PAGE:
William F. Gingerella, Jr.
Director of Audit & Compliance
First Citizens' Federal Credit Union
271 Union St.
New Bedford, MA 02740
Re: Section 701.21(c)(8) of the NCUA Rules and Regulations
(Your Letter of October 4, 1996)
Dear Mr. Gingerella:
You state that the credit union hired an attorney to defend it in a lawsuit brought by a borrower. The credit union approved a mortgage with the requirement of a pest inspection being completed prior to closing. The borrower waived the inspection, but ultimately claimed that there was termite damage. The mortgage was never a collection problem. The case was decided in favor of the credit union. The work on the case was performed from October 15, 1992, through October 23, 1995. A bill for the work was prepared in January 1996 and submitted in March, June, July, and September of that year. At the time he performed the work, the attorney was a member of the credit union's board of directors.
You reference an opinion letter from this office which concludes that under Section 701.21(c)(8) of the NCUA Rules and Regulations, a credit union attorney who also serves as a director "cannot generate any fees relative to collections on bad loans." You state that during an exam in early 1996, an NCUA examiner stated "in passing" that paying the bill would be impermissible. You have asked whether payment of the bill would violate Section 701.21(c)(8).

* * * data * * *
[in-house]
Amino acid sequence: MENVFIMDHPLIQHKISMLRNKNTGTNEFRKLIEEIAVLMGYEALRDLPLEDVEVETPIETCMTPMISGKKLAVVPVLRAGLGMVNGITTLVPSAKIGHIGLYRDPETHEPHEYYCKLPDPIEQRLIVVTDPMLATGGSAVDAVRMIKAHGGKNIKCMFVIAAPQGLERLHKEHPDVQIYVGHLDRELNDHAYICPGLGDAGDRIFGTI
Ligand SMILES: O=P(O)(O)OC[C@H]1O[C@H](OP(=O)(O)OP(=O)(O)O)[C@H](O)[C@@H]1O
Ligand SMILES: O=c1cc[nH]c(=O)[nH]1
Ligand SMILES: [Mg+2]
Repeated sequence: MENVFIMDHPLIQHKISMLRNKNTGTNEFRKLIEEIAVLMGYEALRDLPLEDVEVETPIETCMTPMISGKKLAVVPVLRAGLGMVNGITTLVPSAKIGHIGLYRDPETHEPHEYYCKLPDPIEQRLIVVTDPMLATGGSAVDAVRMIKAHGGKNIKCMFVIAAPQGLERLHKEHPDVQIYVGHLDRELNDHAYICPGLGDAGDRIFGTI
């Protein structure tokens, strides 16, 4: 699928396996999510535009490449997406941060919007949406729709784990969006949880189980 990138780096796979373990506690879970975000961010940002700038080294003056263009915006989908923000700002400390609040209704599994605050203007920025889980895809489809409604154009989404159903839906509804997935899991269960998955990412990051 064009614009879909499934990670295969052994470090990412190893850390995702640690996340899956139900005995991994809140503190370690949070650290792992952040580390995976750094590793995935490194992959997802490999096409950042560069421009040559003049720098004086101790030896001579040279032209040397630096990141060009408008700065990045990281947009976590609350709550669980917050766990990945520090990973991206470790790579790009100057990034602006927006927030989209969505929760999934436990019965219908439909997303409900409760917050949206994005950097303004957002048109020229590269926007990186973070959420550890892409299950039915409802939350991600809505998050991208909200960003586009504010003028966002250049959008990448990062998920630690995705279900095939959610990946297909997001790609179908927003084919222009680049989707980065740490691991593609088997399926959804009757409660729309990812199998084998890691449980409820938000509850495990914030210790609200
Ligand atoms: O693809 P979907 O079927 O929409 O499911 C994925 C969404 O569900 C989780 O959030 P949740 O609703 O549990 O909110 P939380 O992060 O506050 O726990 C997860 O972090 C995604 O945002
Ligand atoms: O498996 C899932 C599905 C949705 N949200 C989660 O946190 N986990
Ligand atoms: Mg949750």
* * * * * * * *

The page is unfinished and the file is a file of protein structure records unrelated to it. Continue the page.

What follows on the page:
The opinion letter to which you refer is from 1992, when the language of Section 701.21(c)(8) was, in relevant part, as follows:
A federal credit union shall not make any loan or extend any line of credit if, either directly or indirectly, any commission, fee, or other compensation is to be received by the credit union's directors, committee members, senior management employees, loan officers, or any immediate family members of such individuals, in connection with underwriting, insuring, servicing, or collecting the loan or line of credit. However, salary for employees is not prohibited by this Section.
This prohibition was applicable to state-chartered credit unions through the insurance provisions of Part 741 of the Regulations. As the letter stated, the regulation would prohibit an outside attorney who served as a director from receiving any compensation for collecting a loan for an FCU. We do not think that the work at issue constitutes collecting a loan, however, as the borrower apparently was not delinquent or in default. Clearly, the work does not constitute any of the other prohibited activities. Accordingly, payment of the bill would not violate Section 701.21(c)(8).
As a final matter, we believe that the bill should be paid regardless of Section 701.21(c)(8). The credit union entered into an agreement to pay an individual to perform certain services. Once the services were performed, the credit union was legally obligated to render payment. The prospect of a regulatory violation does not nullify the agreement. Further, it would not constitute a valid defense to any lawsuit brought by the attorney. The potential regulatory violation is a matter between the credit union and NCUA (or the state regulator); it does not involve the attorney.
Michael J. McKenna
Acting Associate General Counsel